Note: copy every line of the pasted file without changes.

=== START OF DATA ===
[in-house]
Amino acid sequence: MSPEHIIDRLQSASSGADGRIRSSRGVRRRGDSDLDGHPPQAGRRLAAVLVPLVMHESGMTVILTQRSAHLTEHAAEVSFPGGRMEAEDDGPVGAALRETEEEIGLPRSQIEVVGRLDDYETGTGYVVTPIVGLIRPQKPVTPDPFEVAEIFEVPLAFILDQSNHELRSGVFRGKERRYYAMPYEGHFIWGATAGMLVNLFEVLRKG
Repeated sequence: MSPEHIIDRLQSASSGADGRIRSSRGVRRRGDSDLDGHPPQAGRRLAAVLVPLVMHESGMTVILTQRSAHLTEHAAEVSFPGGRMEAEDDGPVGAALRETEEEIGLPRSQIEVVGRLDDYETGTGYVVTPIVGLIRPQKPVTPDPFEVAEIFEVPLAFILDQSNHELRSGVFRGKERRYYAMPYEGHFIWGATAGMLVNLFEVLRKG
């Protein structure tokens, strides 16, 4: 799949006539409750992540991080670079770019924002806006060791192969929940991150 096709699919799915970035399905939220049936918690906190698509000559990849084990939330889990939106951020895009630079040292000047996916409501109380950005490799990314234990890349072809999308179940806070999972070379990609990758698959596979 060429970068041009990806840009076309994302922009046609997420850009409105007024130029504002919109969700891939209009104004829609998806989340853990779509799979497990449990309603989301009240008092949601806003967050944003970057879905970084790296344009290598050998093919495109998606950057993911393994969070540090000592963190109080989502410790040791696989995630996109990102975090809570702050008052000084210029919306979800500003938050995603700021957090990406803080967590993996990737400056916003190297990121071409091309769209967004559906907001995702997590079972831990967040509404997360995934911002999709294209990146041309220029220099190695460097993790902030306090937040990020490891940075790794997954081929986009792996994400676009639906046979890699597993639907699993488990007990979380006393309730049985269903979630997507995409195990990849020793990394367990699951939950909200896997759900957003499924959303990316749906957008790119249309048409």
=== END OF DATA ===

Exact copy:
[in-house]
Amino acid sequence: MSPEHIIDRLQSASSGADGRIRSSRGVRRRGDSDLDGHPPQAGRRLAAVLVPLVMHESGMTVILTQRSAHLTEHAAEVSFPGGRMEAEDDGPVGAALRETEEEIGLPRSQIEVVGRLDDYETGTGYVVTPIVGLIRPQKPVTPDPFEVAEIFEVPLAFILDQSNHELRSGVFRGKERRYYAMPYEGHFIWGATAGMLVNLFEVLRKG
Repeated sequence: MSPEHIIDRLQSASSGADGRIRSSRGVRRRGDSDLDGHPPQAGRRLAAVLVPLVMHESGMTVILTQRSAHLTEHAAEVSFPGGRMEAEDDGPVGAALRETEEEIGLPRSQIEVVGRLDDYETGTGYVVTPIVGLIRPQKPVTPDPFEVAEIFEVPLAFILDQSNHELRSGVFRGKERRYYAMPYEGHFIWGATAGMLVNLFEVLRKG
């Protein structure tokens, strides 16, 4: 799949006539409750992540991080670079770019924002806006060791192969929940991150 096709699919799915970035399905939220049936918690906190698509000559990849084990939330889990939106951020895009630079040292000047996916409501109380950005490799990314234990890349072809999308179940806070999972070379990609990758698959596979 060429970068041009990806840009076309994302922009046609997420850009409105007024130029504002919109969700891939209009104004829609998806989340853990779509799979497990449990309603989301009240008092949601806003967050944003970057879905970084790296344009290598050998093919495109998606950057993911393994969070540090000592963190109080989502410790040791696989995630996109990102975090809570702050008052000084210029919306979800500003938050995603700021957090990406803080967590993996990737400056916003190297990121071409091309769209967004559906907001995702997590079972831990967040509404997360995934911002999709294209990146041309220029220099190695460097993790902030306090937040990020490891940075790794997954081929986009792996994400676009639906046979890699597993639907699993488990007990979380006393309730049985269903979630997507995409195990990849020793990394367990699951939950909200896997759900957003499924959303990316749906957008790119249309048409």